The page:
Arthur Rubinstein—”The Complete Album Collection”
2014-04-27 — Original posting (on Blogger)
2014-05-03 — Started listing related blog posts (addendum)
2014-05-10 — Added table of related blog posts by CD number (addendum)
2014-11-12 — Re-posting (WordPress), addendum moved into a separate page
2016-07-20 — Brushed up for better readability
2019-01-20 — Correction of an error pointed out by Alex Leach (thanks for the note!)
Table of Contents
As mentioned in my Listening Diary 2014-04-13, I have recently received the “Arthur Rubinstein, The Complete Album Collection“. This was a generous gift from colleagues in my former job:
First, some general observations:
- As mentioned in my previous post, the album collection uses the original “packaging”. Except for the unreleased recordings and the tracks that were transferred from 78’s, the CDs are meant to be LP replicas. Rubinstein did of course not produce “genuine” CDs. The sleeves are replicas of the original LP sleeves. So, rather than featuring the typical 70 minutes of music per CD as in new releases, the CDs in this collection feature an average duration of around 46.5 minutes, a total of 110 hours overall.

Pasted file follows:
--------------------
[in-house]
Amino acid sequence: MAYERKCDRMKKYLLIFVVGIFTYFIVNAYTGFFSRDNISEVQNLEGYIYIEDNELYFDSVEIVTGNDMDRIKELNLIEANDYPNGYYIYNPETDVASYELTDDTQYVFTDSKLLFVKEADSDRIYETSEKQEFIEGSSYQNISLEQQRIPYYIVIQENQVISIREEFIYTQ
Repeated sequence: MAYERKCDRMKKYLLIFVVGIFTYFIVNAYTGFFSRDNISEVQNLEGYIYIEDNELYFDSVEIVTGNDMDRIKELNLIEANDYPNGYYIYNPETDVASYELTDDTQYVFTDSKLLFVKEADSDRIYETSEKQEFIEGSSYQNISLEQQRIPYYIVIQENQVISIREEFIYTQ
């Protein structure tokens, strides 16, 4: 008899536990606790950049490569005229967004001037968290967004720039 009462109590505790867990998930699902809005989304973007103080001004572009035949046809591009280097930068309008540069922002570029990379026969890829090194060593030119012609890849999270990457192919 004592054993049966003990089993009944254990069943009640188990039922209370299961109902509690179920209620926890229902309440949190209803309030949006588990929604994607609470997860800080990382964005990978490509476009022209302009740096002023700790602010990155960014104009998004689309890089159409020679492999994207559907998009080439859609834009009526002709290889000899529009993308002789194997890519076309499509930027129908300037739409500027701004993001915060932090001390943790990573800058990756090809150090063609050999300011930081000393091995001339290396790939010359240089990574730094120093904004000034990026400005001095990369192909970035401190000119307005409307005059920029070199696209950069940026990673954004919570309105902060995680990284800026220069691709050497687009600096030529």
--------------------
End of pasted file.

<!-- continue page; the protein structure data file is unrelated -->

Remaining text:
- The two DVDs in the package are not accounted for in the analysis below. One of these features the live recording of Rubinstein’s Benefit Recital for Israel, in 1975, which is also included on the CDs #136 and 137.
- CD #139 has no music, but three interviews (73’40”). This was also excluded from the analysis below.
- One single recording (Beethoven’s piano sonata #18 in E♭ major, op.31/3, “The Hunt”, recorded 1976-04-21:23) is present on two CDs. On the original LPs these were likely identical. Here, the two instances were created from two different “matrices”. The durations are exactly identical, the sound in the second one may be a tad brighter, clearer. In any case, only one instance of this recording was accounted for in the analysis below. The two CDs are
- #125 (along with Robert Schumann’s Fantasiestücke op.12), probably from the original tapes, and
- #133 (together with Beethoven’s piano concerto in B♭ major, op.18, with Daniel Barenboim conducting), probably from the LP.
Statistical Views on Arthur Rubinstein’s Recordings
I have given a brief content overview in the Listening Diary 2014-04-13. In the meantime, I have “ripped” all 142 audio CDs. This way, I can enjoy their contents more systematically, rather than just picking individual CDs for casual listening. For example: with all tracks in my computer, I can easily pick all recordings of a given piece and play them along with recordings by other artists in my collection. Plus, with contents of these 142 CDs now at my fingertips, I can try getting an idea about Arthur Rubinstein’s recording repertoire, his preferences and (deliberate) limitations / restrictions, as in this post.